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I'm looking for the best method of handling errors in a c# winforms class that I have. The gist of the application is that it has a data analyzer that analyzes the data for statistics and other such stuff. However, I'm looking for the proper way of handling an ABORT.

For example, I have the class called Analyzer

namespace PHOEBE
{
    public class Analyzer
    {
        public Analyzer(){
            DoAnalysis();
            DoFurtherAnalysis();
        }

    public class DoAnalysis(){
        try{
            Convert.ToInt32("someNumber...."); //obviously fails..
        }
        catch{
          //ERROR OCCURRED, ABORT ALL ANALYSIS
            return;
        }
    }
}

Obviously, when DoAnalysis() is called, there will be an error that occurs. The catch block will catch the exception. However, when this catch occurs, it will return to the constructor and run DoFurtherAnalysis(). This is a problem.

I know that you could do return values from each method where each value indicates a certain outcome (ie. 1 = success, 0 = fail). However, a lot of the methods I call, use return values already. I could also use a boolean that gets flagged when an error occurs and check that value before calling the next method from the constructor, but checking this value each time is annoying and repetitive.

I was really hoping for some sort of like "abort mechanism" that I could use. Is there any other ways of working around this? Any interesting work-arounds for this?

Assume this class is being called from a form.

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4  
The exception is your abort mechanism. Don't catch it if you're not going to handle it. –  Steve Czetty Mar 19 '12 at 19:54
    
In my experience, I have found having the exception as close to the error as possible makes locating the cause of it much easier. However, taking into account your concept of don't catch what you can't handle concept -- I clearly need to revamp my error handling ways. –  ImGreg Mar 19 '12 at 20:03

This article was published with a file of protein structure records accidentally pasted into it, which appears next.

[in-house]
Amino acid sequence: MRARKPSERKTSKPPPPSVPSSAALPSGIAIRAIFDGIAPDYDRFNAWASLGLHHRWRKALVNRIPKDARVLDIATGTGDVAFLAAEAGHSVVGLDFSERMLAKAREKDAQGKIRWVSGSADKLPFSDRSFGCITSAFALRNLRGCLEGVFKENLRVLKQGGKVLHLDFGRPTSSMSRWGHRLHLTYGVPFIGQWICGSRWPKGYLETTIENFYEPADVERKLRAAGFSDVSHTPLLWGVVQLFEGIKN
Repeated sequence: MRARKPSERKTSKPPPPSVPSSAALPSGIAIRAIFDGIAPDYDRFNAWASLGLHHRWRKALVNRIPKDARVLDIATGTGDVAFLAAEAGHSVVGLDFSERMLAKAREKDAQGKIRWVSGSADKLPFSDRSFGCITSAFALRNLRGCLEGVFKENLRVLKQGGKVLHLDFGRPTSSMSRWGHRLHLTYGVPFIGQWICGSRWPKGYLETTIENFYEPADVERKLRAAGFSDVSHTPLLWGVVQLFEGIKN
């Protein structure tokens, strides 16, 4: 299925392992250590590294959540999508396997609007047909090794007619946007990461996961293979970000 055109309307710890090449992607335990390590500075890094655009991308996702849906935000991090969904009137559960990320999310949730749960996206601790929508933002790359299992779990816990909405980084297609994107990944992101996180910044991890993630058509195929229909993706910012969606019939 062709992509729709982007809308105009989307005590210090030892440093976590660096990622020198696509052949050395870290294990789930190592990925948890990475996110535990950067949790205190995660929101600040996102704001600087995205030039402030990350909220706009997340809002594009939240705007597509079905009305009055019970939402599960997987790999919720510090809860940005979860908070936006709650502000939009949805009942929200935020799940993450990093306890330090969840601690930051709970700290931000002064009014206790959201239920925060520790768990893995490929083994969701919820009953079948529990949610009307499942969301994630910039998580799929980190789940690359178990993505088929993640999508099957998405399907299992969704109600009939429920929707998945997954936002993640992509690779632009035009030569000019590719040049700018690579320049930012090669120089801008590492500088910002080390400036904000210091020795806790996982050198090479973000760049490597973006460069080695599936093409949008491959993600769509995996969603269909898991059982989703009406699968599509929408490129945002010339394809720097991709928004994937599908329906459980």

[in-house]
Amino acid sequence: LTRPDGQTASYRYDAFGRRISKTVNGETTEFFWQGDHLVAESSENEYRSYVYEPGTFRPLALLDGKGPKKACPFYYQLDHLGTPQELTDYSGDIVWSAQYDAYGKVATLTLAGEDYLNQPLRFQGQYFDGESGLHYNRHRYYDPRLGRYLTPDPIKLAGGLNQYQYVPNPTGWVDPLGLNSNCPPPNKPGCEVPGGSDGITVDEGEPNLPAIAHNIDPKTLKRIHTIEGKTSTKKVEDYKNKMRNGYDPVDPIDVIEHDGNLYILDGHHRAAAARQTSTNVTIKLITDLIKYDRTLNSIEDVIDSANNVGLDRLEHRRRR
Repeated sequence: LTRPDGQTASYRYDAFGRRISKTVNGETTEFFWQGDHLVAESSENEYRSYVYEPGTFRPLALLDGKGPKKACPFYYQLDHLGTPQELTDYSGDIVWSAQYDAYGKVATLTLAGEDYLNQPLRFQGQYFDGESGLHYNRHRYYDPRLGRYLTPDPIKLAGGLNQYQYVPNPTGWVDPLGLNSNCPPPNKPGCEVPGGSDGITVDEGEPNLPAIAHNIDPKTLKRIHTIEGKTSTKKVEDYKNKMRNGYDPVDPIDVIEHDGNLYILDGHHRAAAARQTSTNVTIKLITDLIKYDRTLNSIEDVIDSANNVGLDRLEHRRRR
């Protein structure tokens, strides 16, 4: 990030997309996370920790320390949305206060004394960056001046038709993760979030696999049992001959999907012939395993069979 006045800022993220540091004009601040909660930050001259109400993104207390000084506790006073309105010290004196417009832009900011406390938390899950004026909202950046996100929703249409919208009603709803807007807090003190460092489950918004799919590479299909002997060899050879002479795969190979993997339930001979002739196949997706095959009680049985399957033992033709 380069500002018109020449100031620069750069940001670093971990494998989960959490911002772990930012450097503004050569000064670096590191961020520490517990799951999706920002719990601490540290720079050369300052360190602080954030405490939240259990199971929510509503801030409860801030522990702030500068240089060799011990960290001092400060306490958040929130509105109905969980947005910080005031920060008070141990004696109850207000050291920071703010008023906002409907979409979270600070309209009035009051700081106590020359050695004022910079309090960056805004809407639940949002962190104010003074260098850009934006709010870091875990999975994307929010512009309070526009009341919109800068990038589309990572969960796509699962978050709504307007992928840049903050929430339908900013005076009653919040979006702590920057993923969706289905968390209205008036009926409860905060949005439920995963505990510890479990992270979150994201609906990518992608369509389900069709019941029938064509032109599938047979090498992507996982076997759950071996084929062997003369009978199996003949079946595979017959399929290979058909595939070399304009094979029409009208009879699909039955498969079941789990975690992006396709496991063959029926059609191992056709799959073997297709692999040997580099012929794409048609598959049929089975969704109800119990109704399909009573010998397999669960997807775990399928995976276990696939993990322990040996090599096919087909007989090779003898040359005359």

@ImGreg my experience is the complete oposite. Let as many methods be transparent to exceptions and catch them closer to the UI yeilds simpler and less error prone code. Remember that the exception has a stacktrace to help you locate the source of the error quickly. –  vidstige Mar 19 '12 at 20:06

8 Answers 8

up vote 11 down vote accepted

Just let the exception propagate up - you should only catch the exception if you can actually handle it. Exceptions are the "abort mechanism" in .NET. You're currently swallowing the signal that everything's gone wrong, and returning as if all were well.

Generally I find catching exceptions to be pretty rare - usually it's either at the top level (to stop a whole server from going down just because of one request) or in order to transform an exception of one kind into another in order to maintain appropriate abstractions.

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Why do you specify exception as "abort mechanism" related to .NET concretly? Is this just case, or you met different phylosophy in other languages? –  Tigran Mar 19 '12 at 19:59
    
@Tigran - The question is a .NET one. It is a reasonable enough reason to specify .NET. –  Oded Mar 19 '12 at 20:00
    
@Tigran Used the term for a lack of a better one xD. –  ImGreg Mar 19 '12 at 20:00
2  
@Tigran: Only because the OP is using .NET. I'm saying "Exceptions are the way that .NET indicates an error; you're using .NET therefore exceptions are the way you should expect errors to be propagated." I wasn't trying to imply that this is exclusively a .NET mechanism. –  Jon Skeet Mar 19 '12 at 20:01
    
Was just a curiosity, thought there is something behind that words. Thanks. –  Tigran Mar 19 '12 at 20:04

I was really hoping for some sort of like "abort mechanism" that I could use. Is there any other ways of working around this? Any interesting work-arounds for this?

Yes, there is. It is called exception handling.

Let's rewrite your code:

namespace PHOEBE
{
    public class Analyzer
    {
        public Analyzer()
        {
            try
            {
                DoAnalysis();
                DoFurtherAnalysis();
            }
            catch
            {
                //ERROR OCCURRED, ABORT ALL ANALYSIS
                return;
            }
        }

    public class DoAnalysis()
    {
        Convert.ToInt32("someNumber...."); //obviously fails..
    }
}